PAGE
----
Cherries, peaches, apricots. What now?

© Jessie Kanelos

The past week, our fridge turned into a jewel box of stone fruit.  I haven’t made a trip to the kitchen without taking a little handful of cherries or pulling apart a perfect apricot.    But in preparation for yet another pendaison de crémaillère, I was racking my brain for a clever way to showcase all these seasonal beauties in a dessert.  I envisioned a colorful pavlova with macerated nectarines, cherries, and apricots, the luscious fruit sandwiched between vanilla-studded whipped creme and crispy meringue.  But after eating (and tirelessly trying to replicate) so many flawless French fruit tartes, I was sold on creating a humble free-form fruit tarte, with a flaky pastry folding over the kaleidoscope of summer fruit.  Nevertheless, it was a bonne soiree indeed.  Although mon mari uncannily likened my tarte to a pizza,  I took it as a good opportunity to have him to serve me another slice.

Free-form stone fruit tarte

1 1/4 cup flour, plus 1 tablespoon

10 tablespoons of butter, chilled

1 teaspoon sugar

1/2 teaspoon salt

3-5 tablespoons ice water

3 cups seasonal stone fruit (peaches, apricots, nectarines, plums, mirabelles, cherries, etc), pitted and quartered

1 tablespoon honey

1 teaspoon rum

1.)  Preheat oven to 375 degrees f.  Add sugar and salt to flour.  Using a food processor, pastry cutter, or two knives, cut the butter into the flour mixture until it resembles a fine meal.  Adding one tablespoon at a time, pour in the ice water and stir just until a dough forms, being careful not to overwork the dough.  Wrap in plastic wrap and chill for at least 1 hour.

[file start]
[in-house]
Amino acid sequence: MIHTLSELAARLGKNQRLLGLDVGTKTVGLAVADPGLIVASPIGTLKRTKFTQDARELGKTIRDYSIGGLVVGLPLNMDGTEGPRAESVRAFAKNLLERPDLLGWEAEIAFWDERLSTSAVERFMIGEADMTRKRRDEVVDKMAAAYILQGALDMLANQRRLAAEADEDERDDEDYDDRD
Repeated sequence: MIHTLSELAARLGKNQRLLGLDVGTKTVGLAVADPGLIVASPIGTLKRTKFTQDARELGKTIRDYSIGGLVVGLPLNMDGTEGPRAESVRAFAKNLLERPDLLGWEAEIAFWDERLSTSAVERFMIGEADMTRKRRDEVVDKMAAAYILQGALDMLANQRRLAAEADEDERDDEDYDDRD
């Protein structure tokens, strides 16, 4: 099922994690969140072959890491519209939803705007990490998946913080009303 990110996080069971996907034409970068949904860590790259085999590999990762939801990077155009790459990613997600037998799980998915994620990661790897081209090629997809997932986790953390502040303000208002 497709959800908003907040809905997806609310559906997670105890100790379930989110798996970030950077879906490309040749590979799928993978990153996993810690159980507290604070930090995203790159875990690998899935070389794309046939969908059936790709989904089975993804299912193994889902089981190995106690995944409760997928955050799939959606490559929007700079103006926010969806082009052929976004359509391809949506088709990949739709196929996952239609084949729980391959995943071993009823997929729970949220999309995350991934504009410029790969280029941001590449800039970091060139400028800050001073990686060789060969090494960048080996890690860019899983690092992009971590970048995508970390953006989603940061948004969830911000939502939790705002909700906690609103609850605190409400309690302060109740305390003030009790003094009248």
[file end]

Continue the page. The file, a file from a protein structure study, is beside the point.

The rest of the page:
2.)  In the meantime, dissolve the honey in the rum.  Pour over the pitted and quartered fruit and add the tablespoon of flour.  Stir.  And let marinate while dough is cooling.

3.)  Roll out the dough between two sheets of parchment paper until 1/4 of an inch thick.  Place on a parchment paper-lined baking sheet.  Prick the center of the dough with a fork.  Spoon the fruit into the center of the dough leaving 2-3 inches on each side.  Fold the dough over the fruit.  Brush the pastry with beaten egg yolk and sprinkle with coarse sugar.

4.)  Bake for 45 minutes until the pastry is golden and the fruit is bubbling.  Serve warm with ice cream.  Or cold with creme fraiche or whipped cream.

. . . . .

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2 comments
  1. When I first saw this, I thought of a taco salad. After reading it, I understand the perspective better (mari’s description of a pizza was helpful), but I still think you should introduce the idea of a fried bowl of dough as both food receptacle and dish component. Who knows, the French may love it as much as spinach-artichoke dip!

    • thefrancofly said:

      Tant pis. “C’est bon, mais ca manque le chorizo” was his response. Thanks for the idea for my next post though. Have you heard about Pizza Hut’s bread bowl pasta?

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